Disclosure of fiduciary information under Sec 8 (1) (e) of the RTI Act: This is the true scope of the exclusion clause
No statutory authority is above the Republic of India. In our democratic setup, the people of India are supreme. The exceptions contained in Section (8) are exceptional pieces of information for which disclosure is not warranted or not desirable for a variety of reasons—but the broad spirit of the RTI Act is full transparency
The RTI Act is one of the rare legislations that empower citizens and bind the bureaucracy. The rest of the laws do exactly the opposite. However, though the purpose of the RTI Act might have been benign, its actual operation continues to be bogged down by the burden of bureaucracy.
At first blush, a PIO (Public Information Officer) hides behind one or the other of the exclusions given under Section (8) of the Act and declines to provide the information under some pretext. The information seeker has the right to file an appeal, but how many people have the time, patience and resources to go for appeals?
Section (8) of the RTI Act enlists some special instances when the authorities are exempted from disclosing information sought for. This includes information that would be prejudicial to national integrity, security or economic interests; would constitute to contempt of court of law; would hamper police investigations; would affect commercial interests like trade secrets; would impede the process of investigation; would affect 'fiduciary' relationships and would harm the person physically.
One of the common exceptions relied upon by the authorities is that the information being sought is with the regulatory agency in "fiduciary relationship" [Sec 8 (1) (e)]. This article explains the meaning of information in fiduciary capacity in Sec. 8 (1) (e) and how, in most cases, the information held by a regulator cannot be said to be information held in a fiduciary capacity.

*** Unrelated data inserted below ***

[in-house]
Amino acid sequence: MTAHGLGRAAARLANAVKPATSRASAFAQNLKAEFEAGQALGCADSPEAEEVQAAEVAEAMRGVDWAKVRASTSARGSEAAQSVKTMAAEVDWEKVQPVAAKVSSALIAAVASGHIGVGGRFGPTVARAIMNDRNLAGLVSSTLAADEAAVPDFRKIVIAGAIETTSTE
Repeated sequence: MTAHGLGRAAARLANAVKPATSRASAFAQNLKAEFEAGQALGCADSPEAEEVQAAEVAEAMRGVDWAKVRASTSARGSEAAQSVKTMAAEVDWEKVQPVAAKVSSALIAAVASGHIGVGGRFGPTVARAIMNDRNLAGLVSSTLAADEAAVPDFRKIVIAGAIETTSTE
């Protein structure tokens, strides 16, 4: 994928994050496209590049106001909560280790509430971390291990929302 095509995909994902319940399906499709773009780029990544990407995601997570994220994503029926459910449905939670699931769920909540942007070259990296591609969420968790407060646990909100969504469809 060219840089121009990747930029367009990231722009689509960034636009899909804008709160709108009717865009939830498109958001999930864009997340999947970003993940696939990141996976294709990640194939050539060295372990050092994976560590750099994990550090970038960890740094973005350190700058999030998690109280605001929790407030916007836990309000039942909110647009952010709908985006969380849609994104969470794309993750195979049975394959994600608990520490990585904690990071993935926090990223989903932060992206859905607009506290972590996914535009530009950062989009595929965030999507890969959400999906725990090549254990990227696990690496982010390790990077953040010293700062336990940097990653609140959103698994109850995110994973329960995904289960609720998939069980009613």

The plea of fiduciary relationship, advanced by several regulatory bodies has not impressed us. Fiduciary relationship is not to be equated with privacy and confidentiality. It is one where a party stands in a relationship of trust to another party and is generally obliged to protect the interest of the other party. While entrusting any information under any Act, rule, proceedings etc., that is no agreement between the provider of the information and the regulatory authority that the information provided is to be kept immune from the scrutiny of the public authority. It is to be kept in mind that the RTI Act is premised on disclosure being the norm, and refusal being the exception.
MEANING OF 'FIDUCIARY'
The word "fiduciary" has been defined in Black's Law Dictionary as follows: which reads thus:
Fiduciary- The term is derived from the Roman Law and means-
As a noun-a person holding the character of a trustee, or a character analogous to that of a trustee, in respect to the trust and confidence involved in it and the scruples of good faith and candor which it requires, or a person having duty created, by his undertaking, to act primarily for another's benefit in matters connected with such undertaking.
It is evident from the above that a fiduciary is a trustee. In context of information, if the information was reposed with a person for safe-keeping, or a person came to be vested with confidential information, and there is a question of good faith between the information provider or concerned entity, and the person having the information, it can be said that there is a relation of trusteeship.
The Advanced Law Lexicon, 3rd Edition, 2005, defines fiduciary relationship as:
"A relationship in which one person is under a duty to act for the benefit of the other on the matters within the scope of the relationship. Fiduciary relationship usually arises in one of the four situations:
(1) When one person places trust in the faithful integrity of another, who as a result gains superiority or influence over the first,
(2) When one person assumes control and responsibility over another,
(3) When one person has a duty to act or give advice to another on matters falling within the scope of the relationship, or
(4) When there is specific relationship that has traditionally been recognised as involving fiduciary duties, as with a lawyer and a client, or a stockbroker and a customer."
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